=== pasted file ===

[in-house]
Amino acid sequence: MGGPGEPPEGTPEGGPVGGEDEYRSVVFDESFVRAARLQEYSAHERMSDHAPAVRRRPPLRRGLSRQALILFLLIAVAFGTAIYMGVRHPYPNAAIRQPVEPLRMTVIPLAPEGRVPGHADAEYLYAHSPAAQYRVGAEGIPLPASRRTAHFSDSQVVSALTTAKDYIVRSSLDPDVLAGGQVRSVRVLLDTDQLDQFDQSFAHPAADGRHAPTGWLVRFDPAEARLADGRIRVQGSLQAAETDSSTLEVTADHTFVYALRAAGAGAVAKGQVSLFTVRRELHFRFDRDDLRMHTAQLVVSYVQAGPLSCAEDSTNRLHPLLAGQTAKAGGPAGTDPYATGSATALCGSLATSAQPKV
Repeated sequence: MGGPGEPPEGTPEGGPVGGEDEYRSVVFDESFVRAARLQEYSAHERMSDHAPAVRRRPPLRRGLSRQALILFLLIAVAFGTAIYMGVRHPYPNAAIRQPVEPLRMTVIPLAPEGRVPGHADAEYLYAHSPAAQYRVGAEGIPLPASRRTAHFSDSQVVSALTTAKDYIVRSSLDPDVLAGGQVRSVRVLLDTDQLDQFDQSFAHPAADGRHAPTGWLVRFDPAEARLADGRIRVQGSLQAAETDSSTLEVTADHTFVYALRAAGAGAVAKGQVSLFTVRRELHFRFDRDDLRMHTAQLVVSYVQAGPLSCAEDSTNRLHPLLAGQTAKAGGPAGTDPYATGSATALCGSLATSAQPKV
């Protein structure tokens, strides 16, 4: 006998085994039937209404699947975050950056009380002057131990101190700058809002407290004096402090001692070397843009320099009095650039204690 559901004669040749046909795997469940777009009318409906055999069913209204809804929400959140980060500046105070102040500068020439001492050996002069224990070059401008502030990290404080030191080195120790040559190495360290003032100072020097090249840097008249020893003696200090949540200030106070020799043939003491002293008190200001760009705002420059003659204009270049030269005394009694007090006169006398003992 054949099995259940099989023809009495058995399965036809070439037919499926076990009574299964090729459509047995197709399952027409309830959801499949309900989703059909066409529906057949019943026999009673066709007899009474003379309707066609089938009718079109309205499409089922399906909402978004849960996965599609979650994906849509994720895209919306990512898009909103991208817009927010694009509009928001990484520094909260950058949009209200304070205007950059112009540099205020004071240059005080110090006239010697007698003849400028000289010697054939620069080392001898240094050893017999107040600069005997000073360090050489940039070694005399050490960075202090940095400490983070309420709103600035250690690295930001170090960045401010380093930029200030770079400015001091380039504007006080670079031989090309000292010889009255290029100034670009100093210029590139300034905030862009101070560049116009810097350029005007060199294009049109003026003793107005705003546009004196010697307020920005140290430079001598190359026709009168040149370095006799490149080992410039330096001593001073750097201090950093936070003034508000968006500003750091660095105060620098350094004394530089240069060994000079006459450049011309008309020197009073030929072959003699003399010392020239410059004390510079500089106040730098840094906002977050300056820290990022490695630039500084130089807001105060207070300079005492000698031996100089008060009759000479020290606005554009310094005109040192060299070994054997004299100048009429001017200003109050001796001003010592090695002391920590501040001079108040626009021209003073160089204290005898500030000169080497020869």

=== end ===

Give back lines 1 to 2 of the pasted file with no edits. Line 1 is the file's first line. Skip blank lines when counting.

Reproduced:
[in-house]
Amino acid sequence: MGGPGEPPEGTPEGGPVGGEDEYRSVVFDESFVRAARLQEYSAHERMSDHAPAVRRRPPLRRGLSRQALILFLLIAVAFGTAIYMGVRHPYPNAAIRQPVEPLRMTVIPLAPEGRVPGHADAEYLYAHSPAAQYRVGAEGIPLPASRRTAHFSDSQVVSALTTAKDYIVRSSLDPDVLAGGQVRSVRVLLDTDQLDQFDQSFAHPAADGRHAPTGWLVRFDPAEARLADGRIRVQGSLQAAETDSSTLEVTADHTFVYALRAAGAGAVAKGQVSLFTVRRELHFRFDRDDLRMHTAQLVVSYVQAGPLSCAEDSTNRLHPLLAGQTAKAGGPAGTDPYATGSATALCGSLATSAQPKV